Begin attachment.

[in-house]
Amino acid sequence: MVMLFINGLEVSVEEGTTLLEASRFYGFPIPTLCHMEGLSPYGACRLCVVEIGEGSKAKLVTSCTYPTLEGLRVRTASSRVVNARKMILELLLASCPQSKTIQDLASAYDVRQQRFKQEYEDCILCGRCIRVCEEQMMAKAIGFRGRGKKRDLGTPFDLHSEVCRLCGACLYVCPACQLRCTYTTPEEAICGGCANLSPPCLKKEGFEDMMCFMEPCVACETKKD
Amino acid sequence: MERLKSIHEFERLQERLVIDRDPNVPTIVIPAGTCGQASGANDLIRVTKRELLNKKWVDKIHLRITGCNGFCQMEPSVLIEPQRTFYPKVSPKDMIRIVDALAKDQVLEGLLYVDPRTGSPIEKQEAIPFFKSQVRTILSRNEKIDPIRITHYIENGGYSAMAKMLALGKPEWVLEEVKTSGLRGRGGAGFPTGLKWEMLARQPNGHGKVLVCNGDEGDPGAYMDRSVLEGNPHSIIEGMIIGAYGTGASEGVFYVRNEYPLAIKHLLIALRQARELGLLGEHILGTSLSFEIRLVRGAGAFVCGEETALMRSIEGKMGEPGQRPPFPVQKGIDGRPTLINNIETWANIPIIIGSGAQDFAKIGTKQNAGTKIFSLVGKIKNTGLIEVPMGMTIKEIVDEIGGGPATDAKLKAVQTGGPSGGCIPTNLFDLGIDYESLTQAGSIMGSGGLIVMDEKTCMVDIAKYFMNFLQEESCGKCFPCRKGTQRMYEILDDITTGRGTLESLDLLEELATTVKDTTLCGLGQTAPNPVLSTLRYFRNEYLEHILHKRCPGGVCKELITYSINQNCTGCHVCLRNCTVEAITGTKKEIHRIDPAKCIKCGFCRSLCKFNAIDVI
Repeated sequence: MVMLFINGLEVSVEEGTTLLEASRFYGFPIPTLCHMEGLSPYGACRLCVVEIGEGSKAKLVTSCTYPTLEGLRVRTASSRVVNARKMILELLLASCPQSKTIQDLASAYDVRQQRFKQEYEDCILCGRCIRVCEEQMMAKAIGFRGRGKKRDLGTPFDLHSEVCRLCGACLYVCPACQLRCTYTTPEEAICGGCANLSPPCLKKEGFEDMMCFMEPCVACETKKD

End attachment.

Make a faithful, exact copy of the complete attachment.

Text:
[in-house]
Amino acid sequence: MVMLFINGLEVSVEEGTTLLEASRFYGFPIPTLCHMEGLSPYGACRLCVVEIGEGSKAKLVTSCTYPTLEGLRVRTASSRVVNARKMILELLLASCPQSKTIQDLASAYDVRQQRFKQEYEDCILCGRCIRVCEEQMMAKAIGFRGRGKKRDLGTPFDLHSEVCRLCGACLYVCPACQLRCTYTTPEEAICGGCANLSPPCLKKEGFEDMMCFMEPCVACETKKD
Amino acid sequence: MERLKSIHEFERLQERLVIDRDPNVPTIVIPAGTCGQASGANDLIRVTKRELLNKKWVDKIHLRITGCNGFCQMEPSVLIEPQRTFYPKVSPKDMIRIVDALAKDQVLEGLLYVDPRTGSPIEKQEAIPFFKSQVRTILSRNEKIDPIRITHYIENGGYSAMAKMLALGKPEWVLEEVKTSGLRGRGGAGFPTGLKWEMLARQPNGHGKVLVCNGDEGDPGAYMDRSVLEGNPHSIIEGMIIGAYGTGASEGVFYVRNEYPLAIKHLLIALRQARELGLLGEHILGTSLSFEIRLVRGAGAFVCGEETALMRSIEGKMGEPGQRPPFPVQKGIDGRPTLINNIETWANIPIIIGSGAQDFAKIGTKQNAGTKIFSLVGKIKNTGLIEVPMGMTIKEIVDEIGGGPATDAKLKAVQTGGPSGGCIPTNLFDLGIDYESLTQAGSIMGSGGLIVMDEKTCMVDIAKYFMNFLQEESCGKCFPCRKGTQRMYEILDDITTGRGTLESLDLLEELATTVKDTTLCGLGQTAPNPVLSTLRYFRNEYLEHILHKRCPGGVCKELITYSINQNCTGCHVCLRNCTVEAITGTKKEIHRIDPAKCIKCGFCRSLCKFNAIDVI
Repeated sequence: MVMLFINGLEVSVEEGTTLLEASRFYGFPIPTLCHMEGLSPYGACRLCVVEIGEGSKAKLVTSCTYPTLEGLRVRTASSRVVNARKMILELLLASCPQSKTIQDLASAYDVRQQRFKQEYEDCILCGRCIRVCEEQMMAKAIGFRGRGKKRDLGTPFDLHSEVCRLCGACLYVCPACQLRCTYTTPEEAICGGCANLSPPCLKKEGFEDMMCFMEPCVACETKKD